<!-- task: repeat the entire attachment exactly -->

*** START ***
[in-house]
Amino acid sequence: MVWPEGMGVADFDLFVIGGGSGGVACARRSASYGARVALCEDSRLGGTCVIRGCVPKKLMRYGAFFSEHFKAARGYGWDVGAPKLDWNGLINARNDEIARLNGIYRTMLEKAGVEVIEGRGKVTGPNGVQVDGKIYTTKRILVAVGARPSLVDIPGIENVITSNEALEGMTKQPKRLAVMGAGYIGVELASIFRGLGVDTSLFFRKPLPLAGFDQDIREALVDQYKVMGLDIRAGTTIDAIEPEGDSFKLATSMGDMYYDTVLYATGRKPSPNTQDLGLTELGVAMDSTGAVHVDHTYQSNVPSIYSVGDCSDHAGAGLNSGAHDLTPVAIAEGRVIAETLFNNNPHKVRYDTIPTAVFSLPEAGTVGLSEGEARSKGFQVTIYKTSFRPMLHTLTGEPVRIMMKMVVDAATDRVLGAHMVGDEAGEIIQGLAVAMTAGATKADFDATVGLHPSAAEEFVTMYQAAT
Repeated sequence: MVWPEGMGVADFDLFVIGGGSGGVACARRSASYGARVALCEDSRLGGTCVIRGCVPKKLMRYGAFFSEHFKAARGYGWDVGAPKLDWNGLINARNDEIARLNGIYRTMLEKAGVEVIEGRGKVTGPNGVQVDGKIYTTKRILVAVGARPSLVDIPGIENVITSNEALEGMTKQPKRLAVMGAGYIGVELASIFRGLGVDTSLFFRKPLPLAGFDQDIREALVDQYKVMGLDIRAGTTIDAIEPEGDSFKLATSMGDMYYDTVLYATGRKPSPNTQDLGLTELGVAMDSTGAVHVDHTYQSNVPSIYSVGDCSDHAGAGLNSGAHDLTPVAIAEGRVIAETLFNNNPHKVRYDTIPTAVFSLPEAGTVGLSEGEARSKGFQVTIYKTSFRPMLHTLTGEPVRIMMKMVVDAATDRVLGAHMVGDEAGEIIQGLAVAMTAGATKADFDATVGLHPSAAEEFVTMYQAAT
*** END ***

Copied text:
[in-house]
Amino acid sequence: MVWPEGMGVADFDLFVIGGGSGGVACARRSASYGARVALCEDSRLGGTCVIRGCVPKKLMRYGAFFSEHFKAARGYGWDVGAPKLDWNGLINARNDEIARLNGIYRTMLEKAGVEVIEGRGKVTGPNGVQVDGKIYTTKRILVAVGARPSLVDIPGIENVITSNEALEGMTKQPKRLAVMGAGYIGVELASIFRGLGVDTSLFFRKPLPLAGFDQDIREALVDQYKVMGLDIRAGTTIDAIEPEGDSFKLATSMGDMYYDTVLYATGRKPSPNTQDLGLTELGVAMDSTGAVHVDHTYQSNVPSIYSVGDCSDHAGAGLNSGAHDLTPVAIAEGRVIAETLFNNNPHKVRYDTIPTAVFSLPEAGTVGLSEGEARSKGFQVTIYKTSFRPMLHTLTGEPVRIMMKMVVDAATDRVLGAHMVGDEAGEIIQGLAVAMTAGATKADFDATVGLHPSAAEEFVTMYQAAT
Repeated sequence: MVWPEGMGVADFDLFVIGGGSGGVACARRSASYGARVALCEDSRLGGTCVIRGCVPKKLMRYGAFFSEHFKAARGYGWDVGAPKLDWNGLINARNDEIARLNGIYRTMLEKAGVEVIEGRGKVTGPNGVQVDGKIYTTKRILVAVGARPSLVDIPGIENVITSNEALEGMTKQPKRLAVMGAGYIGVELASIFRGLGVDTSLFFRKPLPLAGFDQDIREALVDQYKVMGLDIRAGTTIDAIEPEGDSFKLATSMGDMYYDTVLYATGRKPSPNTQDLGLTELGVAMDSTGAVHVDHTYQSNVPSIYSVGDCSDHAGAGLNSGAHDLTPVAIAEGRVIAETLFNNNPHKVRYDTIPTAVFSLPEAGTVGLSEGEARSKGFQVTIYKTSFRPMLHTLTGEPVRIMMKMVVDAATDRVLGAHMVGDEAGEIIQGLAVAMTAGATKADFDATVGLHPSAAEEFVTMYQAAT